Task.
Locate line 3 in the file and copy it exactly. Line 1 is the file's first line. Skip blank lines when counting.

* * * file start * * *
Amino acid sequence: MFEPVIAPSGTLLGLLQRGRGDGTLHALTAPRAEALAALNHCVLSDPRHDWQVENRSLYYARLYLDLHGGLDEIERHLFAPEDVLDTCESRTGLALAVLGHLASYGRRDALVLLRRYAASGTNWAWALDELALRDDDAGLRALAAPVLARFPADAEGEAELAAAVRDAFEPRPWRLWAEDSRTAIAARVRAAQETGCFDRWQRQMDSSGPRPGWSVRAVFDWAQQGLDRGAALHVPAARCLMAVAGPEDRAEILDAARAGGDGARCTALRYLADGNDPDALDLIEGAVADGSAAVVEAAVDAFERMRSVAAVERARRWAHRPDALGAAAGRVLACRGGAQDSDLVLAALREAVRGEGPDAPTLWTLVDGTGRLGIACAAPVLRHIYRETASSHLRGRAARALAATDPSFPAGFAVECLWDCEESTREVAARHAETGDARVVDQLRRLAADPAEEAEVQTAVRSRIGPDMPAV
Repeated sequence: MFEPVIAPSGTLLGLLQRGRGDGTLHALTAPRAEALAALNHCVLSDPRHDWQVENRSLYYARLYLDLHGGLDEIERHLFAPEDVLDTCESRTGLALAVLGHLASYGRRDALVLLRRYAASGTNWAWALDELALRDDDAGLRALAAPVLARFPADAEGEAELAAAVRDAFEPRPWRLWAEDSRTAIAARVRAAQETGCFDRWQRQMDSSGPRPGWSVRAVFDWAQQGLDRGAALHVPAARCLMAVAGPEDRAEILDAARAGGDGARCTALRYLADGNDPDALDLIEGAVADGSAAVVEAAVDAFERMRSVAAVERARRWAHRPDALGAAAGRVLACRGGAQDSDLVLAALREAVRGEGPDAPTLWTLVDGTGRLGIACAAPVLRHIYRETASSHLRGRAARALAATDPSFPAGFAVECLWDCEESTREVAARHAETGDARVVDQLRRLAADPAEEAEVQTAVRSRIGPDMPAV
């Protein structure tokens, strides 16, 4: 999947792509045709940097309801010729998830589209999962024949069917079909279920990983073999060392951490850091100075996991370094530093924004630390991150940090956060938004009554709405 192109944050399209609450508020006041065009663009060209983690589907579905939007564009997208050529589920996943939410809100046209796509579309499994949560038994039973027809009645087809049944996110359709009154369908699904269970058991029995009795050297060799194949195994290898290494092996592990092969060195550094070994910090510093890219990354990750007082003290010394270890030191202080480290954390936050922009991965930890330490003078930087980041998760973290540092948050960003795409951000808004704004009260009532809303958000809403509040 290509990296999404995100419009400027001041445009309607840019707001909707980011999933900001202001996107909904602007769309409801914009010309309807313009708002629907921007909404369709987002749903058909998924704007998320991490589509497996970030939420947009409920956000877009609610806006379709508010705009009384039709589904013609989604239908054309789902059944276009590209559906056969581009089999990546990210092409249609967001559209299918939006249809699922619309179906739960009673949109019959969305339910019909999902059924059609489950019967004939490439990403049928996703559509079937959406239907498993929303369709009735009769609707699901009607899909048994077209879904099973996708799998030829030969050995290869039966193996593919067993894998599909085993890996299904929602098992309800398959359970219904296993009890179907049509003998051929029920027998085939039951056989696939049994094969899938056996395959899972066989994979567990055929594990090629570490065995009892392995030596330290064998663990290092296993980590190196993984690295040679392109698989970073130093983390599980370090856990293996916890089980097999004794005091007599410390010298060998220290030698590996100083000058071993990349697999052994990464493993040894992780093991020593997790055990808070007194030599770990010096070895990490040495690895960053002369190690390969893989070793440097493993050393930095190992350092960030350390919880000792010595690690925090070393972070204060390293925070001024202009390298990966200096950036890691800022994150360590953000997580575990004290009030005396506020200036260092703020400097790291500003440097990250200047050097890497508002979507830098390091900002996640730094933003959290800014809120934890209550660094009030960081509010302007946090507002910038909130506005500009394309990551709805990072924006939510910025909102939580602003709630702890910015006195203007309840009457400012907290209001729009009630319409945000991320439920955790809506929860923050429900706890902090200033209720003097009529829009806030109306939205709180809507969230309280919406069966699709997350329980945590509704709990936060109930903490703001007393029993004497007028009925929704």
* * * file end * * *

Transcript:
């Protein structure tokens, strides 16, 4: 999947792509045709940097309801010729998830589209999962024949069917079909279920990983073999060392951490850091100075996991370094530093924004630390991150940090956060938004009554709405 192109944050399209609450508020006041065009663009060209983690589907579905939007564009997208050529589920996943939410809100046209796509579309499994949560038994039973027809009645087809049944996110359709009154369908699904269970058991029995009795050297060799194949195994290898290494092996592990092969060195550094070994910090510093890219990354990750007082003290010394270890030191202080480290954390936050922009991965930890330490003078930087980041998760973290540092948050960003795409951000808004704004009260009532809303958000809403509040 290509990296999404995100419009400027001041445009309607840019707001909707980011999933900001202001996107909904602007769309409801914009010309309807313009708002629907921007909404369709987002749903058909998924704007998320991490589509497996970030939420947009409920956000877009609610806006379709508010705009009384039709589904013609989604239908054309789902059944276009590209559906056969581009089999990546990210092409249609967001559209299918939006249809699922619309179906739960009673949109019959969305339910019909999902059924059609489950019967004939490439990403049928996703559509079937959406239907498993929303369709009735009769609707699901009607899909048994077209879904099973996708799998030829030969050995290869039966193996593919067993894998599909085993890996299904929602098992309800398959359970219904296993009890179907049509003998051929029920027998085939039951056989696939049994094969899938056996395959899972066989994979567990055929594990090629570490065995009892392995030596330290064998663990290092296993980590190196993984690295040679392109698989970073130093983390599980370090856990293996916890089980097999004794005091007599410390010298060998220290030698590996100083000058071993990349697999052994990464493993040894992780093991020593997790055990808070007194030599770990010096070895990490040495690895960053002369190690390969893989070793440097493993050393930095190992350092960030350390919880000792010595690690925090070393972070204060390293925070001024202009390298990966200096950036890691800022994150360590953000997580575990004290009030005396506020200036260092703020400097790291500003440097990250200047050097890497508002979507830098390091900002996640730094933003959290800014809120934890209550660094009030960081509010302007946090507002910038909130506005500009394309990551709805990072924006939510910025909102939580602003709630702890910015006195203007309840009457400012907290209001729009009630319409945000991320439920955790809506929860923050429900706890902090200033209720003097009529829009806030109306939205709180809507969230309280919406069966699709997350329980945590509704709990936060109930903490703001007393029993004497007028009925929704």